The way in which I have most appreciated this newly realized comfort has been in my work at CKS. My work with the hawkers is picking up and my interviews are becoming much more personal and rewarding. I have noticed a general pattern in my interviews; these men usually come from poor families and did not finish high school. However, most of the hawkers I’ve interviewed who have children are sending them to school, one man even had a son and a daughter in college. Hawking was an entrepreneurial career in which these men could begin to raise their socioeconomic status, and they continue to hope that their children do not have to be hawkers, but some other career that is even better paid than their own. I feel very privileged to hear these personal stories of hope and success. In addition to my research on hawkers, I have been assisting CKS in various administrative tasks around the office. After accepting that I am an American in India, I have found that I can be most useful doing work on the computer or helping some of the other staff members improve their own computer skills or spoken English. While these tasks may not be terribly exciting, I know that they are important to the organization and I am glad to be helpful.
Yesterday marked the end of my sixth week in India. This means that I have already passed the halfway point, that I only have five weeks left. Much like my bicycle realization, noticing that I had passed the halfway point happened by accident while I was looking at a calendar (a popular decoration in West Bengal). This realization, in conjunction with my new found comfort, has inspired me to live more fully and attempt to experience and learn as much as I can in my remaining weeks in India. What is the point of becoming comfortable if you are not willing to continue pushing boundaries and discover new things?
I’m going home in three days. This sentence feels a bit awkward since I have been calling this green house in Bolpur, India “home” for the past ten weeks. Part of me is convinced that home means a big cup of Stumptown coffee and some warm sweaters, but a little voice keeps telling me that chai at five p.m. sounds a bit more comforting right now. I have been thinking about the United States and India a lot recently. How alike and how different these two places are. After spending time in Kolkata, the previous center of British colonialism and a city of over 4 million people, I began to see even more similarities. Kolkata proved to be a thoroughly modern and international city. I heard English being spoken, ate Chinese food, and saw large offices for American and European companies. There are skyscrapers, sidewalks, and a metro. These things all pointed to the fact that India is not very different from America—that I could feel “at home” here too.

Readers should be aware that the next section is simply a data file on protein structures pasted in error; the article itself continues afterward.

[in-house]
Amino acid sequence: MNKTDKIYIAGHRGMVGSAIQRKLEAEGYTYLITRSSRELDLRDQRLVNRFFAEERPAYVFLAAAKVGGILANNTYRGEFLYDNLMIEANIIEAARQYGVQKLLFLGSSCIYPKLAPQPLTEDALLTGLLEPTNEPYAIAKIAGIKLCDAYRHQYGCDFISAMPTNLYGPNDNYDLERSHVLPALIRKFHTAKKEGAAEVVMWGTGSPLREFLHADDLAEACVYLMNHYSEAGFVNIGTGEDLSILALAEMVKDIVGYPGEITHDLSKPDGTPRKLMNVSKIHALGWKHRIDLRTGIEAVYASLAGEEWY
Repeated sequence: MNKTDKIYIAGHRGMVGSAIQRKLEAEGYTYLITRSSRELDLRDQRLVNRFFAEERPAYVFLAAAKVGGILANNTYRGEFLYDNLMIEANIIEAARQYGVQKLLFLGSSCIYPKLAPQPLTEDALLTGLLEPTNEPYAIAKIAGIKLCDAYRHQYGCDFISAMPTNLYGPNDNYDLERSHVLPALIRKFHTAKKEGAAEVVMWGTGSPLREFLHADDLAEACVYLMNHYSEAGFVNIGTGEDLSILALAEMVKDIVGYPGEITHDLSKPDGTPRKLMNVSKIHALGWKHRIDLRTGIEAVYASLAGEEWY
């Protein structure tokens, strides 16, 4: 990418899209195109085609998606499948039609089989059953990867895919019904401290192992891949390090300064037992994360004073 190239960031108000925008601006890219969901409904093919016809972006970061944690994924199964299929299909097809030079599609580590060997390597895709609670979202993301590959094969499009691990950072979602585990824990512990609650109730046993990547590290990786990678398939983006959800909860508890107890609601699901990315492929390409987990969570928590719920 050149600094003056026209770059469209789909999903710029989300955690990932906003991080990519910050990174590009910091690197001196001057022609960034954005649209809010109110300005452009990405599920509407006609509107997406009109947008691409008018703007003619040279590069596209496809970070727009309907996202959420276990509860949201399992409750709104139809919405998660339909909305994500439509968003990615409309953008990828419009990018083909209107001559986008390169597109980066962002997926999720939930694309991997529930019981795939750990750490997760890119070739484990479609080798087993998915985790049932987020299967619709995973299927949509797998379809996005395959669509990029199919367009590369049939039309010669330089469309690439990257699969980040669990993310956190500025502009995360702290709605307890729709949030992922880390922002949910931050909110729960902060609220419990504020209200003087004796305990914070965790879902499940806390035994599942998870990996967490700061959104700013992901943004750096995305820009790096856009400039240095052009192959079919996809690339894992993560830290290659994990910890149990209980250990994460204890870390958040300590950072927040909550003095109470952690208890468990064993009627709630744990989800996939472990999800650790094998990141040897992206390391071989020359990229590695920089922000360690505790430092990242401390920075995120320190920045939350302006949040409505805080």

If the tall buildings and excessive cinemas are signs of India’s modernization, there is also no shortage of indicators of India’s tradition and past. Next to the metro are rickshaw wallas and hawkers selling jhal muri (spicy puffed rice). While walking down a street in the middle of the city I had to stop and let a heard of fifty goats walk by. I don’t want these markers of tradition or “old technology” to be seen as negative. Contrary, these are the parts of Kolkata that made me feel comfortable. There is nothing about being old or traditional that is inherently bad or in conflict with things that are new and modern. In Kaliaganj, the village where I stayed at the beginning of my internship, it was not uncommon for people who had no electricity or running water in their homes to own cell phones. I think that this illustrates my point that the delicate balance of tradition and modernization, of old and new, and of poverty and development has defined my experience in India. This is why India has proven to be simultaneously the most foreign and familiar place at once. When I first arrived in West Bengal I think I would say that there could not be two places more different than India and the United States. But now I am beginning to feel as if these two giant and diverse countries are not so different after all. They are both full of creative people working to make their lives and the lives of others a little bit better. They are both constantly growing and changing, challenging the world to keep up. Both India and America have people who I have grown to care about and miss. I just wish that saying hello to some did not mean saying goodbye to others.